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Why the GM Trial Imploded

By Doug Small | February, 10, 2016
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Days after the first General Motors Co. ignition-switch case collapsed midtrial in New York, Robert Hilliard, the lead plaintiff's attorney, reflected on what went wrong — and what lessons he learned.

 

The credibility of Hilliard's client, Robert Scheuer of Oklahoma, came under attack after GM's lawyers obtained evidence of a fabricated check and other materials that conflicted with his trial testimony. "It goes under the secret lies of people," Hilliard told The National Law Journal last week. "You do ­everything you can to learn everything you can, and if they're determined not to be forthright, sometimes you just can't discover it."

 

At trial, Scheuer blamed the 2014 crash of his Saturn Ion on an ignition-switch defect, over which GM recalled 2.6 million cars and trucks worldwide. The case was the first bellwether trial over GM's ignition switch.

 

The interview with Hilliard of Corpus Christi, Texas-based Hilliard Muñoz Gonzales, was edited for length and clarity.

 

The NLJ: In the past, you've slammed some GM actions as "all saddle and no horse." This description might be appropriate for the Scheuer case. Candidly, what happened?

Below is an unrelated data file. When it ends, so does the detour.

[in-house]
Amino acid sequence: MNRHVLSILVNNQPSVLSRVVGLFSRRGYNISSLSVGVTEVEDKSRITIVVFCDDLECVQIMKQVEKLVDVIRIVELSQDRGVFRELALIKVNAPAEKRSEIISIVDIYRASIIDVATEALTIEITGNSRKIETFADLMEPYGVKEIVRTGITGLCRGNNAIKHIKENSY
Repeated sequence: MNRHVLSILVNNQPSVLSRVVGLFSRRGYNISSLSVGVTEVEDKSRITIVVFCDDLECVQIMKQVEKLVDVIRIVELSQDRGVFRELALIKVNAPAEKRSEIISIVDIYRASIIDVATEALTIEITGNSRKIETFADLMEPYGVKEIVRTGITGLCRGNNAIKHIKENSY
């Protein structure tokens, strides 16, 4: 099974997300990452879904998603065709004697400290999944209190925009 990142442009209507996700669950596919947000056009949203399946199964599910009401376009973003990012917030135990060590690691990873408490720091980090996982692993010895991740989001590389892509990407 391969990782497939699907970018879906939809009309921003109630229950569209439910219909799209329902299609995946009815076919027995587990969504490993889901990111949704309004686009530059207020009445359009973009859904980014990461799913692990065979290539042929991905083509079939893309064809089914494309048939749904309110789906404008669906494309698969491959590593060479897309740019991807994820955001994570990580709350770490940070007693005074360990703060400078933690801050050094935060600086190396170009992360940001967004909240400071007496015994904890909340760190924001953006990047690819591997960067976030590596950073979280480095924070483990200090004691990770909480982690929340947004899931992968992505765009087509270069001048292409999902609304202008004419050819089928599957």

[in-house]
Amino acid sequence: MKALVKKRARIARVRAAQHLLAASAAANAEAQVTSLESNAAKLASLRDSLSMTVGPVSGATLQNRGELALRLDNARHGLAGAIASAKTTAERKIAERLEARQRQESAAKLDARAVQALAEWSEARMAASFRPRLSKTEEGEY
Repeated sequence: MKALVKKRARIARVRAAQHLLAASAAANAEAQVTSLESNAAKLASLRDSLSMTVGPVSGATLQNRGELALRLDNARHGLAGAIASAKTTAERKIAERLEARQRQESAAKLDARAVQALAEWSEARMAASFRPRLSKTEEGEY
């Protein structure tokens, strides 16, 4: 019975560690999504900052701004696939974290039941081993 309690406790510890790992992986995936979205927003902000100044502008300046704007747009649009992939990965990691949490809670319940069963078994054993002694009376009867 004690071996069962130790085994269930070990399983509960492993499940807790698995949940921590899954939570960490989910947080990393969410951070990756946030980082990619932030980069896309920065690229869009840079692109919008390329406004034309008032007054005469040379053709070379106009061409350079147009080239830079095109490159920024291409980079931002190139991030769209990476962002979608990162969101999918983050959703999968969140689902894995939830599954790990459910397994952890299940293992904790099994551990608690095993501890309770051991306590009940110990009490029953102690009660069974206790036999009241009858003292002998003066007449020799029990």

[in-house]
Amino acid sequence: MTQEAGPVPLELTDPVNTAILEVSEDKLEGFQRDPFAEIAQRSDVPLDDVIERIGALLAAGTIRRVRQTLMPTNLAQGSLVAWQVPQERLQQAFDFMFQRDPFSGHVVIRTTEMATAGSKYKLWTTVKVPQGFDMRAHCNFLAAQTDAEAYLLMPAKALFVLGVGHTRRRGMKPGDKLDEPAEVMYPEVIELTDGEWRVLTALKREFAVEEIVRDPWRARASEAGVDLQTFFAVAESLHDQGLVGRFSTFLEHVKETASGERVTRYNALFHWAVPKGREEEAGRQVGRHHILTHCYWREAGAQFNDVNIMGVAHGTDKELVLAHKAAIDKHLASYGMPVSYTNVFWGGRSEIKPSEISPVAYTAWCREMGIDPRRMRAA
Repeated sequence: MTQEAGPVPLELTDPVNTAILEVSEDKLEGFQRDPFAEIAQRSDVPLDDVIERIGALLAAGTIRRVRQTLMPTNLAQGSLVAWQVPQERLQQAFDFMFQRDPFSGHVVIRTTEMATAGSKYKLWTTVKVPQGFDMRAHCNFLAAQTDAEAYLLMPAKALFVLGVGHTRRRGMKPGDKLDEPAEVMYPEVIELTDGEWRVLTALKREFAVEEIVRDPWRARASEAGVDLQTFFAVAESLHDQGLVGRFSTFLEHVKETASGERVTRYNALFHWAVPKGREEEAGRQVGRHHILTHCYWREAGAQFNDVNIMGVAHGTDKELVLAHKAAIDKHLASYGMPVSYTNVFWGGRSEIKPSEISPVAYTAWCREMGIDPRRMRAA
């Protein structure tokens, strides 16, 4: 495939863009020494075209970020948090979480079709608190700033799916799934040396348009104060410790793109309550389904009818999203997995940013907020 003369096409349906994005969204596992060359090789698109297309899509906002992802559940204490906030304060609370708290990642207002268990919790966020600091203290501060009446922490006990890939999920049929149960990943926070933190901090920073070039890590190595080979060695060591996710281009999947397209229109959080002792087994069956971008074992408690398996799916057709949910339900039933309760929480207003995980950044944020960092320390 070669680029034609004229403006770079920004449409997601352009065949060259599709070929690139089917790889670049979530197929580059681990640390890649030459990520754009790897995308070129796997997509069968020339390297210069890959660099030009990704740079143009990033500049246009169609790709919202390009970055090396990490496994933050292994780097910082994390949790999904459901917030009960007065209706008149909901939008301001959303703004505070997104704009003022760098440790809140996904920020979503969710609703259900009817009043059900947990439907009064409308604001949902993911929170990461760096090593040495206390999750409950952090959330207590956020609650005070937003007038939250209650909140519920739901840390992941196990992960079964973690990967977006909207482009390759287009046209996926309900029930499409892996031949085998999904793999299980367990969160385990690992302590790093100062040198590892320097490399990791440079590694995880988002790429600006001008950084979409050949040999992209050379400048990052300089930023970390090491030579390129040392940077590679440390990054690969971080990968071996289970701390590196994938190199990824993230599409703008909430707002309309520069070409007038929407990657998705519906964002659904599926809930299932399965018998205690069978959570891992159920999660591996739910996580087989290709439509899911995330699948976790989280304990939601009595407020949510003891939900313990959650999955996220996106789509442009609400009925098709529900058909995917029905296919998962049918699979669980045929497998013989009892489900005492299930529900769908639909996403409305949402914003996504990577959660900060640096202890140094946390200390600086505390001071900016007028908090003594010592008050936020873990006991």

Hilliard: We had vetted this plaintiff pretty thoroughly. This issue that came up at trial was one even GM had missed completely until someone called their hotline in the middle of trial.

And the plaintiff had testified for many hours, honestly and directly on cross-examination, about very embarrassing previous medical conditions.

 

And so there was simply no indication that apparently he had sent a text picture of a check that must have been doctored to a realtor so he could prove to the realtor he had funds necessary to buy the house.

 

NLJ: Although nobody accused plaintiffs lawyers of knowing about the apparent fraud, U.S. District Judge Jesse Furman did raise concerns about failures in discovery and vetting. What could you have done differently?

 

Hilliard: We had no reason on such a minor issue when turning over all the rocks on big issues to believe we should chase down a realtor whose name we didn't know and [who'd] never been identified until he contacted GM and confirmed that part of the story.

 

I didn't see any red flags. I had a team of very experienced lawyers who didn't see red flags. I had a team in Oklahoma who didn't see red flags. They had people all over Oklahoma, all over this little town, turning up everything they could, and they never found this guy.

 

I wish the judge was right — that with more discovery we would have found it — but there was simply no way.



Read more: http://www.nationallawjournal.com/id=1202748404622/Why-the-GM-Trial-Imploded#ixzz3zmnhGan2

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